Vol. LIII (2016)
28 marca 2017
Katarzyna Buczek, The Hygiene Lectures of Karol Kaczkowski in the Volyn High School
Summary: The article discusses the lectures on hygiene Karol Kaczkowski gave in the Volyn High School (Liceum Wołyńskie) in Krzemieniec. Kaczkowski graduated from Vilnius University where he studied under Józef Frank and Jędrzej Śniadecki. One of his main interests lied in the dissemination of medical knowledge. As a physician working in Krzemieniec, he began delivering lectures on hygiene and health to students and residents of the city and its vicinity. He continued to give them systematically until 1823/1824.
Małgorzata Durbas, King Stanislas Leszczynski’s Cadet School in Lunéville as Seen Through School Regulations
Summary: The article presents the internal regulations on the organization of the Cadet School in Lunéville, which was founded by Stanislas Leszczynski, King of Poland and Duke of Lorraine. The author discusses the regulations concerning admissions, school discipline, the military and teaching staff and the curriculum. The basis for the analysis is a document titled Ordonnance du Roy pour la Compagnie des Cadet-Gentils-Hommes et Reglement which is included in Recueil des Ordonnances et réglemenst de Lorraine du règne de Sa Majesté le Roy de Pologne, duc de Lorraine et de Bar, as well as school regulations put in print in January 1740, edited in part by Franciszek Maksymilian Ossoliński, Leszczynski’s Lord Chamberlain of the Household in Lunéville.
Piotr Gołdyn, An Excerpt from the History of the Public Vocational School in Łuck in the Light of the Extant Correspondence
Summary: Among numerous files kept in the Register Office in Łuck in Volhynia there are ones of the Public Vocational School in Łuck. The documents that deserve special attention are those containing correspondence of the school authorities with other institutions and organizations. On their basis it is possible to recreate the history of the Public Vocational School in Łuck. It was established in 1925 by the Polish Educational Society. Starting from 1934 it was governed by the authorities of Łuck. It was overseen by a board of trustees of the Łuck school district. Its students, who were mostly Jewish, learnt technology and manufacturing. The classes took place four times a week in the evenings. The curriculum included not only general vocational education but also training for specific professions such as tailoring, dealership, construction, wood processing, metal industry and butchery. Young girls also could attend the school, which was closed in 1939.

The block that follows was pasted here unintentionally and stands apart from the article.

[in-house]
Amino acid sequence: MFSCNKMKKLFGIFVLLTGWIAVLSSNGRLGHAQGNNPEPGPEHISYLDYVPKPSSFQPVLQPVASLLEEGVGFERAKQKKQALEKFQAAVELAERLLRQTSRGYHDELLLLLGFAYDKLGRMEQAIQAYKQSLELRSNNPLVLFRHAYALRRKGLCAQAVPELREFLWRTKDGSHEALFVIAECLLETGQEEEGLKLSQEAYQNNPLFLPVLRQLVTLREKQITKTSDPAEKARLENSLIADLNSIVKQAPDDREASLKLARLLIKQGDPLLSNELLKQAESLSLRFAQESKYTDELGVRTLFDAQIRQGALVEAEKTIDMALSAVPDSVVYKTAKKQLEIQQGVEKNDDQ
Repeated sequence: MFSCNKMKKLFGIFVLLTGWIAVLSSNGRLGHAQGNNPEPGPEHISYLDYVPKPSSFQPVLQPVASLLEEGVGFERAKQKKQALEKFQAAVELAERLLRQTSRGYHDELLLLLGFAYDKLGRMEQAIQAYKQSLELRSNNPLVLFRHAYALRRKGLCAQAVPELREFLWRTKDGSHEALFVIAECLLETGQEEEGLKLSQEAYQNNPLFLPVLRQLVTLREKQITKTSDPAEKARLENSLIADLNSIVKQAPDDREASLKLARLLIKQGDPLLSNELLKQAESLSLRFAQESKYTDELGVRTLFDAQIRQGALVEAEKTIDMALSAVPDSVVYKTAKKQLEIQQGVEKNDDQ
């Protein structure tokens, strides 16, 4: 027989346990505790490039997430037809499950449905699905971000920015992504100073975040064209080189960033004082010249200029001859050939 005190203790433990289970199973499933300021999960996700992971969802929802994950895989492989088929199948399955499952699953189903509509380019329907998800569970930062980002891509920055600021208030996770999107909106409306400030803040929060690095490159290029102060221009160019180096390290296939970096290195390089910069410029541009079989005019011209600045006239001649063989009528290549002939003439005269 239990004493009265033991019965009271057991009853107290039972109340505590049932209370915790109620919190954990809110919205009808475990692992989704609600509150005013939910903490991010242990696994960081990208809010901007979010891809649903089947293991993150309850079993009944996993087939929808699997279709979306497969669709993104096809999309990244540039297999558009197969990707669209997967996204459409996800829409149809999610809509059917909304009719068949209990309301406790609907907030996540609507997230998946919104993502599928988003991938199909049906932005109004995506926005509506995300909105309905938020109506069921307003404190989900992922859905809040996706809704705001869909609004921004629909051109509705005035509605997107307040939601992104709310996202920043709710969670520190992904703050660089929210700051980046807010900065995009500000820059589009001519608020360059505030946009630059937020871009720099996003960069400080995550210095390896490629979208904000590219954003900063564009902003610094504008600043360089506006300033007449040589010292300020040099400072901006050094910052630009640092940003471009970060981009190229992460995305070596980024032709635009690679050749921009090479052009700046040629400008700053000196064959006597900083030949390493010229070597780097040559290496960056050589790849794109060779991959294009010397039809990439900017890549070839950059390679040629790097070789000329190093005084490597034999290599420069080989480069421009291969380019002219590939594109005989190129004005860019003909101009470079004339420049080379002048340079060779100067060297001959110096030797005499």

Monika Nawrot-Borowska, “No One Can Tear Polishness Out of Our Hearts” – From the Memoirs of Leokadia Boniewicz on Education in Chełmno Land in the Period of School Strikes
Summary: At the beginning of the 20th century, the anti-Polish policy in Prussia was tightened, which led to protests in the Polish society, especially among Polish youth. As a result of removing the Polish language from schools, resistance action was taken by the pupils. In 1901–1904 and 1906–1907, school strikes were called throughout the Prussian partition. Such manifestations of the defenders of Polishness were described in the memoirs of Leokadia Boniewicz on the example of the province of West Prussia, specifically Chełmno Land. Her siblings and peers actively participated in school strikes. Her family showed a keen interest in the Polish matters and undertook a variety of activities to pass national consciousness on to later generations. The paper aims to present the specificity of education in her family in relation to the cultural and educational situation of Poles under the Prussian rule. Particular emphasis is given to patriotic education, i.e. developing national consciousness in the young generation. This practice was characteristic not only for Boniewicz’s family members, but also for the entire Polish community of Chełmno Land.